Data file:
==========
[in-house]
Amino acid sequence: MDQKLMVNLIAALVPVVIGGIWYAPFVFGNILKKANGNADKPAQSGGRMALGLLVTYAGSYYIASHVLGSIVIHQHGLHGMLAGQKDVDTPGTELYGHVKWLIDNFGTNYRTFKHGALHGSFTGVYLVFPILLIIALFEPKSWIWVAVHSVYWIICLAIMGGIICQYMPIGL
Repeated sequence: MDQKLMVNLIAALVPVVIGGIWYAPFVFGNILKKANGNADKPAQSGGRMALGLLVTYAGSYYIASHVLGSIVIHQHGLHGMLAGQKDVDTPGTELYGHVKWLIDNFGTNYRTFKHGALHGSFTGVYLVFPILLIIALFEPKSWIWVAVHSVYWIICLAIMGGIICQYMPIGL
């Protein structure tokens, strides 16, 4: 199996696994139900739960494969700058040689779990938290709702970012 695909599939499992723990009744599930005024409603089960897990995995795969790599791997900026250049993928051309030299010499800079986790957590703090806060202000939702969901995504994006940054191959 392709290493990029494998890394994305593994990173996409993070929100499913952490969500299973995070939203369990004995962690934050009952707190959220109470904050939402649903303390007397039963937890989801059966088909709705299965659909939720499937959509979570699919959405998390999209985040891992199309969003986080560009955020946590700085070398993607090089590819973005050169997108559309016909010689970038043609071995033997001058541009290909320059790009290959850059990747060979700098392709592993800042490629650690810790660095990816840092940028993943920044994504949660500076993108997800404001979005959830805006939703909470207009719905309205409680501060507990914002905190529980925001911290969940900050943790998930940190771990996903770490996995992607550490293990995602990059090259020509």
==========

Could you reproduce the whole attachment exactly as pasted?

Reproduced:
[in-house]
Amino acid sequence: MDQKLMVNLIAALVPVVIGGIWYAPFVFGNILKKANGNADKPAQSGGRMALGLLVTYAGSYYIASHVLGSIVIHQHGLHGMLAGQKDVDTPGTELYGHVKWLIDNFGTNYRTFKHGALHGSFTGVYLVFPILLIIALFEPKSWIWVAVHSVYWIICLAIMGGIICQYMPIGL
Repeated sequence: MDQKLMVNLIAALVPVVIGGIWYAPFVFGNILKKANGNADKPAQSGGRMALGLLVTYAGSYYIASHVLGSIVIHQHGLHGMLAGQKDVDTPGTELYGHVKWLIDNFGTNYRTFKHGALHGSFTGVYLVFPILLIIALFEPKSWIWVAVHSVYWIICLAIMGGIICQYMPIGL
């Protein structure tokens, strides 16, 4: 199996696994139900739960494969700058040689779990938290709702970012 695909599939499992723990009744599930005024409603089960897990995995795969790599791997900026250049993928051309030299010499800079986790957590703090806060202000939702969901995504994006940054191959 392709290493990029494998890394994305593994990173996409993070929100499913952490969500299973995070939203369990004995962690934050009952707190959220109470904050939402649903303390007397039963937890989801059966088909709705299965659909939720499937959509979570699919959405998390999209985040891992199309969003986080560009955020946590700085070398993607090089590819973005050169997108559309016909010689970038043609071995033997001058541009290909320059790009290959850059990747060979700098392709592993800042490629650690810790660095990816840092940028993943920044994504949660500076993108997800404001979005959830805006939703909470207009719905309205409680501060507990914002905190529980925001911290969940900050943790998930940190771990996903770490996995992607550490293990995602990059090259020509």